It’s become a tradition here on the Margins that I use my first blog post of the year to share the historical topics that I plan on spending time with in the coming year. It’s a way to put my thoughts in order, not quite as grand as setting goals but more involved that setting up the next month in my bullet journal.* I hope it piques your interest or starts you thinking about the direction your own history-nerdery may take in 2020.
The last two years brought no surprises: I was focused on Women Warriors.** And I will continue to spend time on Women Warriors. The paperback edition is coming out at the end of February, which will generate a certain amount of “My Book!” here and there. And I have some related events already on my calendar.***
But much as I love Women Warriors, it’s time to broaden my history-nerd horizons. Here are some of the topics I expect to spend time on in the coming year:
- It seems like every week or so reports about new archaeological discoveries of what appear to be women warriors—or at least new interpretations of old discoveries—show up in my email in-box. I want to spend some time with this. (Does this surprise you?)
- I’m wading into Weimar Germany, which was much more complicated than the popular image of it as bawdy, creative, and decadent. (Thought it was all those things.) It was also marked by a growing economic crisis and a series of violent political conflicts including the Sparticist revolt of 1919, the unsuccessful Kapp Putsch of 1920, and Hitler’s equally unsuccessful Beer Hall Putsch in 1923. This is new territory for me. I look forward to having you keep me company as I explore it.
- Women’ history in general. I’m doing a second round of mini-interviews with people who are doing exciting work in the field for Women’s History Month in March. It’s going to be Big Fun.
- The suffragist movement in particular, because we’re coming up on the big anniversary of American women getting the right to vote. With perhaps a look at some of the other ways women pushed through closed doors in the early nineteenth century. For instance, the fight to make American women’s citizenship independent from that of their fathers or husbands. (That sounds like it would be obvious, right?)
If I’m lucky, something totally unexpected will catch my attention. Or maybe I’ll figure out what I wanted to know about the development of the toy industry. I’ll keep you posted.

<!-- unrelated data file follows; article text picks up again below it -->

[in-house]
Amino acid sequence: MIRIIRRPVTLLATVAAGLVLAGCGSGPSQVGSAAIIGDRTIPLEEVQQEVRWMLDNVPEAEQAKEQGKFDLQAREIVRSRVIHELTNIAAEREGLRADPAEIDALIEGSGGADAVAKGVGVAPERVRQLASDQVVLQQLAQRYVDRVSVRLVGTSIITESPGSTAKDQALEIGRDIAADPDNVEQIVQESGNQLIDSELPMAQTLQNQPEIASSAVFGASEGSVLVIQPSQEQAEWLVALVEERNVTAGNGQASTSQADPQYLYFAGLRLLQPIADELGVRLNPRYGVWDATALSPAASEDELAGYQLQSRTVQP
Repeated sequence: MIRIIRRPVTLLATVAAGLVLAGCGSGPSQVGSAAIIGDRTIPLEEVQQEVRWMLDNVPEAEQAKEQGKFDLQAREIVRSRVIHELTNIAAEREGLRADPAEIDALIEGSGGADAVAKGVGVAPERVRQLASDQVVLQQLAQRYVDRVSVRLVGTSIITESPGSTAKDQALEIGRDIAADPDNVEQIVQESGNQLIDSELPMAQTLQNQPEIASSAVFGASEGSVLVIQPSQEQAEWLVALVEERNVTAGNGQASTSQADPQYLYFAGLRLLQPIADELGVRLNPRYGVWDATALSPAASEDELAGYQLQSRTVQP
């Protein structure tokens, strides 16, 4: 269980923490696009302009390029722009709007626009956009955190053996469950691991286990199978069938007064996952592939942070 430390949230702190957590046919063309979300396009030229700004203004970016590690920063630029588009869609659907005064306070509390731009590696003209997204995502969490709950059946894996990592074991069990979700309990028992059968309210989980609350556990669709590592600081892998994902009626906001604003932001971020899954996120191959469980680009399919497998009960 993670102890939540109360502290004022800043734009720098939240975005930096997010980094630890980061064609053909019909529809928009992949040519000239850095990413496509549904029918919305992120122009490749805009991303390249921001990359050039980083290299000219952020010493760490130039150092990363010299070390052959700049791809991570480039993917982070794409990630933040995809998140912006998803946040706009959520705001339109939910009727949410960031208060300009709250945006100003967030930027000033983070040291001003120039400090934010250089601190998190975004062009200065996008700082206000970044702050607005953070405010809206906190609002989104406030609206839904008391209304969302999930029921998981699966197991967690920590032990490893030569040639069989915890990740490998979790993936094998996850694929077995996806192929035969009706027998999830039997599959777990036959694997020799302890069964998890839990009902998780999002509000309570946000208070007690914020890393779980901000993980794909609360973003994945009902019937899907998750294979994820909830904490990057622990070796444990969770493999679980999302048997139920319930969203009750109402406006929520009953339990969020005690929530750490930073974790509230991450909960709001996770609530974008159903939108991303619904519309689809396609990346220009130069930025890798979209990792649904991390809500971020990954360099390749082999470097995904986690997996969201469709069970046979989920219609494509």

As far as the next decade goes, who knows. I hope to travel with My Own True Love and write blog posts about those travels, write a few more books, and talk to a lot of history buffs in real life and on podcasts. That’s enough of a plan for now.
What historical rabbit holes are on your list for 2020?
*I came to the bullet journal concept reluctantly, but now I’m a convert. After decades of trying to force my thoughts about time organization onto to pre-printed planners, I can now build a page that does exactly what I need/want it to do. Heaven! But I digress.
**Though I will admit that I am baffled by the fact that I expected to spend time on the development of the toy industry in 2019. I have no idea what I had in mind. Whatever it was, it clearly didn’t happen.
***For that matter, I’m also still doing speaking gigs related to Heroines of Mercy Street. Like it or not, book promotion is part of a writers’ job these days. Because people can’t read a book they don’t know exists.
You can find details about where I’ll be and when on the events page of this blog. (If you’re reading this as an email, click the heading and it will take you to the browser.) I also list coming events on each edition of my newsletter, which comes out twice a month and has different content than the blog. You can sign up for it here: http://eepurl.com/dIft-b
My Own True Love and I are setting off on another holiday adventure. I don’t plan on writing blog posts while I’m away. (Unless I come across something that you need to know RIGHT NOW! Which is always possible. There is a lot of history out there.) But I’ll be back on January 3 with more historical stuff for your amazement and amusement.
In the meantime, have a merry/jolly/happy/blessed time as you celebrate the victory of light over darkness in the tradition of your choice.
Now if you’ll excuse me I need to make a list and check it twice. (Actually, I have three lists, but who’s counting?)
I almost decided not to do a podcast looking at 1919, even though it has been on my editorial calendar* since roughly this time last year. My friend Elizabeth Lunday is doing an amazing job looking at 1919 in detail and from many different directions on her podcast The Year That Was. It is living up to my expectations, which were high indeed.